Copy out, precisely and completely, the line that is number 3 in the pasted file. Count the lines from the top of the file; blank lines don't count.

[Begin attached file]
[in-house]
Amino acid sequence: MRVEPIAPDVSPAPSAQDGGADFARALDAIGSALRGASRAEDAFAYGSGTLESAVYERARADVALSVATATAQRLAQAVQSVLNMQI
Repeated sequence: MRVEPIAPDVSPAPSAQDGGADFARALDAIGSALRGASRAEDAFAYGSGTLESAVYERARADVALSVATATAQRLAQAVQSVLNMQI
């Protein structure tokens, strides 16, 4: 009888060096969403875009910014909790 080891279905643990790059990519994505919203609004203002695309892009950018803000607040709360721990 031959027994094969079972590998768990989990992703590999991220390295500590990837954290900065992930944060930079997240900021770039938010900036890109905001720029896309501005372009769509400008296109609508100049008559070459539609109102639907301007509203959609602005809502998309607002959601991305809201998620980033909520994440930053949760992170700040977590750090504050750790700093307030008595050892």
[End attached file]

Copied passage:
Repeated sequence: MRVEPIAPDVSPAPSAQDGGADFARALDAIGSALRGASRAEDAFAYGSGTLESAVYERARADVALSVATATAQRLAQAVQSVLNMQI